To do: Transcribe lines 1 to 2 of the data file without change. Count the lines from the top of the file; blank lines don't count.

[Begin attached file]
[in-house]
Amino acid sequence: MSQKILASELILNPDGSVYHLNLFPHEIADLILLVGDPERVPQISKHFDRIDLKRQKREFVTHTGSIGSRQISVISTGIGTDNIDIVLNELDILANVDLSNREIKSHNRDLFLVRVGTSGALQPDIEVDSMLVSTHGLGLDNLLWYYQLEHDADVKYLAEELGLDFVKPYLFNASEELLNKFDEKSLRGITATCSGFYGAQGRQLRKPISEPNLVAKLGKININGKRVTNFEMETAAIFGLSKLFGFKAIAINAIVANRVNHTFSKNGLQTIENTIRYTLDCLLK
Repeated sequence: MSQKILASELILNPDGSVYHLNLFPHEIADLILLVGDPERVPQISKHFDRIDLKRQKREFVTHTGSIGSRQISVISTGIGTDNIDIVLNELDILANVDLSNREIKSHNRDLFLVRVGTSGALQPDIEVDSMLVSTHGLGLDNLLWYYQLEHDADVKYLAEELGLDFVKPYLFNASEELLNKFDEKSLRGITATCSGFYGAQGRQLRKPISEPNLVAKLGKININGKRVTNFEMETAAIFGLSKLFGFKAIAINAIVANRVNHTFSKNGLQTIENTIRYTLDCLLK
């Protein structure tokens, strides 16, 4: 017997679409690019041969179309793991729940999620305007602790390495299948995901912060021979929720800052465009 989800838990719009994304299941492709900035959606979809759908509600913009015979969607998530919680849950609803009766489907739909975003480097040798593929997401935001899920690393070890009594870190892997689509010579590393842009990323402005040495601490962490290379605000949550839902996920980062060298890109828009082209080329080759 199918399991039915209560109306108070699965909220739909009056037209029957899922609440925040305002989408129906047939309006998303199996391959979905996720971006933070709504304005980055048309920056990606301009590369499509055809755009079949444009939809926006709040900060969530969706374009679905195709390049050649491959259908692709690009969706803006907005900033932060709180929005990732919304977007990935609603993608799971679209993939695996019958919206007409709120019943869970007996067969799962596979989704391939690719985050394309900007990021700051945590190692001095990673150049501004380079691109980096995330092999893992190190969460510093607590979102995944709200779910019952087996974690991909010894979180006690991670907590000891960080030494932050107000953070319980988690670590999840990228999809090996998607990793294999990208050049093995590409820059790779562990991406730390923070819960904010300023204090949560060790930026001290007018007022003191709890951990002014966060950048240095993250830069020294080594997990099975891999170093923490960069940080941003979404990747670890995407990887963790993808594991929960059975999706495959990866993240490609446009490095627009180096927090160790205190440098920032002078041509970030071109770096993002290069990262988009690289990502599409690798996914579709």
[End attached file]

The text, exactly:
[in-house]
Amino acid sequence: MSQKILASELILNPDGSVYHLNLFPHEIADLILLVGDPERVPQISKHFDRIDLKRQKREFVTHTGSIGSRQISVISTGIGTDNIDIVLNELDILANVDLSNREIKSHNRDLFLVRVGTSGALQPDIEVDSMLVSTHGLGLDNLLWYYQLEHDADVKYLAEELGLDFVKPYLFNASEELLNKFDEKSLRGITATCSGFYGAQGRQLRKPISEPNLVAKLGKININGKRVTNFEMETAAIFGLSKLFGFKAIAINAIVANRVNHTFSKNGLQTIENTIRYTLDCLLK